Driving Business Results with Scrum

In this value-packed webinar on Scrum, I shared that: “Driving business results starts with stakeholder needs.”

This could be your sales team wanting new features to help them sell product. It could be your leadership team wanting to realize their vision for the product or company. And, of course, it could be your customers, who are usually the most demanding — and important — stakeholders of all.

The trouble with most software development is that stakeholders and development teams don’t often communicate well.

Stakeholders often have thoughts like these regarding the development team:

  • What are they working on now?
  • I didn’t know it was going to take that long!
  • They’re not producing what I need.
  • There’s no accountability.
  • We’re not speaking the same language.

Meanwhile, here’s what the development team is thinking about the stakeholders:

  • They’re not clear about what they want.
  • They keep changing their mind.
  • They’re trying to tell me how to do my job.
  • They expect miracles.
  • We’re not speaking the same language.

This represents a fundamental divide between your business and technical resources. All too often, it can also create a cloud of tension, and even mistrust, within the company.

But what if…

  • Business stakeholders could clearly communicate needs to the development team?
  • Stakeholders could set the team’s priorities?
  • The development team delivered new features quickly?
  • There was a way to create a predictable schedule?
  • There was a way to respond rapidly to shifting needs and change?

These are the questions which Scrum set out to answer.

What is Scrum?

Scrum grew out of a 1986 Harvard Business Review paper that envisioned a software project operating more like a rugby team. Where traditional projects acted more like football teams (with plenty of handoffs and passing around and people moving every which way), a rugby team typically moved down the field together, as one cohesive unit.

At its base, Scrum is an iterative development process. It employs a closed loop system, starting with a stakeholder need. This is passed to the development team, which builds the feature. The feature is then delivered to customers. Feedback is collected from those customers. And then — based on the feedback received — the next stakeholder need is prioritized and enters the loop.

What makes Scrum different, however, is the way this loop is implemented. Previously, this loop could represent the entire project (or a large portion of it) and could take years to complete.

Scrum revs this loop up into much shorter, faster cycles. It also allows more efficient and fluid reactions to changing business conditions.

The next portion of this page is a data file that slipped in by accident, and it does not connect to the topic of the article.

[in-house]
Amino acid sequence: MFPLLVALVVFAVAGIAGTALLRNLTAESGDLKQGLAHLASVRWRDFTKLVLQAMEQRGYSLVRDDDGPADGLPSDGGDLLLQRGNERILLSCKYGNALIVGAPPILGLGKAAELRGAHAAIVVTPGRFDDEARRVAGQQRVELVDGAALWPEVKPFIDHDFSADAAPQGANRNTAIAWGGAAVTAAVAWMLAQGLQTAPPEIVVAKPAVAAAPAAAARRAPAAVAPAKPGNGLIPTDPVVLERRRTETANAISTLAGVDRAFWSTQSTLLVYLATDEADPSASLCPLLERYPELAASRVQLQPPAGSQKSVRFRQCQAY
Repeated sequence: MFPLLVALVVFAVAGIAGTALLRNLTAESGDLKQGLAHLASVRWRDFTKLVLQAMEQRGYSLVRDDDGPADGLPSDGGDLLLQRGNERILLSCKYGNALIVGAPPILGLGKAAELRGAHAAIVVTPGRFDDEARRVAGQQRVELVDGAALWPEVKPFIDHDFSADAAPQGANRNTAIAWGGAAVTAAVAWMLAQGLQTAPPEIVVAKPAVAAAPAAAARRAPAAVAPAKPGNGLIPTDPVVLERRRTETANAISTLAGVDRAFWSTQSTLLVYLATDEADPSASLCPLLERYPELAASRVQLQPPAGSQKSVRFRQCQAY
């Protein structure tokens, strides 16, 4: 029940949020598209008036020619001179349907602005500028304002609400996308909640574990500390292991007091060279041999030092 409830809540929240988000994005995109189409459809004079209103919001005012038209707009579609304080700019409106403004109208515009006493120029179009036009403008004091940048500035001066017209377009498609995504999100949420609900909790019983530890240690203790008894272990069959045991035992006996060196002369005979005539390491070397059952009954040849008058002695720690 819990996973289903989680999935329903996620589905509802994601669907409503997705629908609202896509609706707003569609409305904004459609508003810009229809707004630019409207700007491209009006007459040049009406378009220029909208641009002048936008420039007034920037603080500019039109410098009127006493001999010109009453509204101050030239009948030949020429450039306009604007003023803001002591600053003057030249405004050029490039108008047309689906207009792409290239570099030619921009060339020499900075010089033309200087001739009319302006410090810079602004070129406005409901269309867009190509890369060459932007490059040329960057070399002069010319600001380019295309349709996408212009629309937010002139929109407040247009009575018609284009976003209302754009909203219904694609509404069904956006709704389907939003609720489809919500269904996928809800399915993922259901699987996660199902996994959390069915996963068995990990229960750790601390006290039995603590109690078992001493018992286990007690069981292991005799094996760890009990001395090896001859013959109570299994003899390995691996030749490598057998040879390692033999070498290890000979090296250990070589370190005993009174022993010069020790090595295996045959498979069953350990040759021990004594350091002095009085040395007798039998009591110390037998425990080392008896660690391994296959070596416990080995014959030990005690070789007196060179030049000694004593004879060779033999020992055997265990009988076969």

Four Key Components of Scrum

A successful Scrum project will consist of these four key components:

  • The Product Backlog: a prioritized to-do list that includes all the features requested by the stakeholders.
  • Production Sprint: a 2–4 week cycle where the development team selects the top priorities from the Product Backlog and works exclusively on those features.
  • Daily Scrum Meeting: a daily feedback and update session that keeps the team cohesive and working on the same page, while identifying and addressing any issues or obstacles.
  • Shippable Product: each production sprint results in a “potentially shippable product increment” that is complete, tested, and ready for use by customers — whether the business decides to actually ship it or not.

Scrum Teams in Action

While your development team will need a variety of skills and expertise, there are only three true roles in Scrum: the Product Owner, the Scrum Master, and the development team members.

The Product Owner acts as a liaison with the business team and is in charge of prioritizing the product backlog. The Scrum Master supports the team and makes sure the process is being followed.

The development team does the heavy lifting.

First, they take the top priority item from the product backlog and break it down into the tasks they’ll need to accomplish. Then they decide how much of that they’ll take on (and how they’ll do it) in the next production sprint.

This is an important distinction in Scrum, because the development team sets their own workload and commits to their own work. The results are much more effective than when management simply tells developers what they should be able to do. Their estimates are more accurate. Their morale improves. Their productivity increases. And the accountability issue is solved.

Changes in Business Environment

Consider the following statement and response…

Statement: “I just heard last week that if we produced this feature, Company A would spend $500,000 on our product.”

Response: “Too bad, we’re already tied up developing features for the next 12 months.”

While this may sound like an extreme case, it’s not too far off what actually happens in many long-term projects. Scrum solves this problem, because with Scrum, your development team can adapt quickly to new changes or requirements.

During a sprint, the development team’s activity is locked down. No new features can be inserted. But since each production sprint consists of a 2–4 week cycle, you can start addressing those needs in the very next cycle.

For example, say your business has a sudden need to accept coupons in your software. That need is entered into the product backlog and the Product Owner prioritizes it at the top. As soon as the current sprint cycle is complete, your development team can begin working on the next production sprint — including the new coupon feature.

Dave Todaro has spent the last 30+ years designing and building mission-critical software applications in a variety of leadership roles. He is President and COO of Ascendle, a contract software engineering firm specializing in creating commercial-grade custom mobile and web applications.

This article was previously published on the Ascendle blog.